They divided the research into two sections: fabric that had been soiled just two minutes prior to treatment and dried-out fabric that had been stained for 24 hours. After each treatment – which typically involved blotting with the cleansing agent – the fabric was laundered with detergent in a home washing machine and the intensity of the residual stain was measured using a Minolta Colorimeter.
The results, which cover four different types of fabric – cotton, polyester/cotton blend, nylon and silk – are too detailed to fully summarize in this column, but suffice it to say that the two most effective treatments on most fabrics consisted of: a mixture of Dawn liquid soap with an equal volume of hydrogen peroxide (a very mild bleach, specifically the 3-per-cent formulation commonly available as a wound treatment in drug stores); and Erado-Sol, a commercial cleaning solution traditionally used to remove biological and chemical stains from lab coats. (The latter is now sold to consumers as Stain Rx, available at stainrx.com.) Spray ’n Wash (now called Resolve) finished a respectable third only on the fresh, two-minute stains.
BEPPI CROSARIOL, THE GLOBE AND MAIL
Published Tuesday, Dec. 10 2013
According to the Real Estate Board of Greater Vancouver (REBGV), 74% of British Columbia home owners would consider green home renovations. 67% would consider green renovations even if they cost more than non-green renovations options. More than half (52%) of home owners agreen that co-freindly home improvements increase a home's value while benefitting the environment. The primary barrier to green home renovations for Canadian home owners is cost.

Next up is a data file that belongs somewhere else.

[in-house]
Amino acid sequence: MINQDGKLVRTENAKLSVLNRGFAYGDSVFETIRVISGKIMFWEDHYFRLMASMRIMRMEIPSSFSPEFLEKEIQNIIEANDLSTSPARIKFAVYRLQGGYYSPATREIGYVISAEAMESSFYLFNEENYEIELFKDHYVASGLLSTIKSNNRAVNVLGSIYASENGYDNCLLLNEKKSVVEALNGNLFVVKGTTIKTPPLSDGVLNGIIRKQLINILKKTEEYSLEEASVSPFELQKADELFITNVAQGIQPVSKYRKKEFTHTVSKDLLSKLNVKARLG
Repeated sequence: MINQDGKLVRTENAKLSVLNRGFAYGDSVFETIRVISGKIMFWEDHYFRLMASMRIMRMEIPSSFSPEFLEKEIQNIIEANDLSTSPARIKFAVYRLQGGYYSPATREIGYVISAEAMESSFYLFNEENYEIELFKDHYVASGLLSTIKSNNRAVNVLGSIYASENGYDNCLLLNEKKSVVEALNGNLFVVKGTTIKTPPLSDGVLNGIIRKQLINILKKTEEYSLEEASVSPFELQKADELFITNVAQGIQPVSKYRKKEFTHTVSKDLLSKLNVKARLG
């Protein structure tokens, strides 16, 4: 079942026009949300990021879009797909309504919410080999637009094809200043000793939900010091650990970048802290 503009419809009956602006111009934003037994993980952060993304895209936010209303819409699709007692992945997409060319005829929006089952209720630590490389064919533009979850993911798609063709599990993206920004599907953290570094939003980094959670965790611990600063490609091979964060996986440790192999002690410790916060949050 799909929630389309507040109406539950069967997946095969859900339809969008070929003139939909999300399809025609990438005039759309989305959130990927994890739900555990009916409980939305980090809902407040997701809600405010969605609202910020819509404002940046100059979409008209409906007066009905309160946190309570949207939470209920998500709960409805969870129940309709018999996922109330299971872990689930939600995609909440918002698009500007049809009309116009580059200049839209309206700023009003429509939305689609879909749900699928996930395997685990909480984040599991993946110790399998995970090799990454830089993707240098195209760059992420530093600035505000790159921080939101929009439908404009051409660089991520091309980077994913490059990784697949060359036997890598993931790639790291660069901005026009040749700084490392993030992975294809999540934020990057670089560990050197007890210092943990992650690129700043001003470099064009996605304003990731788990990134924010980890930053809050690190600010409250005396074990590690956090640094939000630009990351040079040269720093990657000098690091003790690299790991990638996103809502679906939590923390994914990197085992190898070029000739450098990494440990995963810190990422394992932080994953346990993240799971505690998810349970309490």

The REBGV has produced a publication on simple green renovations that will get you thinking about the possibilities. Download it at http://www.realtorlink.ca/portal/server.pt/document/3672521/50_ways_to_green_your_home_and_save_%24%24%24
The Real Estate Board of Greater Vancouver has compiled a list of available grants and rebates for Property Buyers and Owners. These include:
- energy saving mortgages
- low interest energy saving renovation loans
- rebates for buying ENERGY STAR clothes washers, fridges, dishwashers or freezers
- fridge buy-back programs, and
- rebates for businesses for energy-efficient boilers, water heaters and other improvements
Download this document at
Tradition has it that there’s no point trying to sell your home in late winter, especially the holiday season. And every year at this time, listings bottom out. But Realtors report that buyers are out there, and desirable, well-staged, well-priced homes still sell well, no matter what month it is.
Here are some seasonal strategies to make your home stand out in the December/January market.
1. Be prepared to negotiate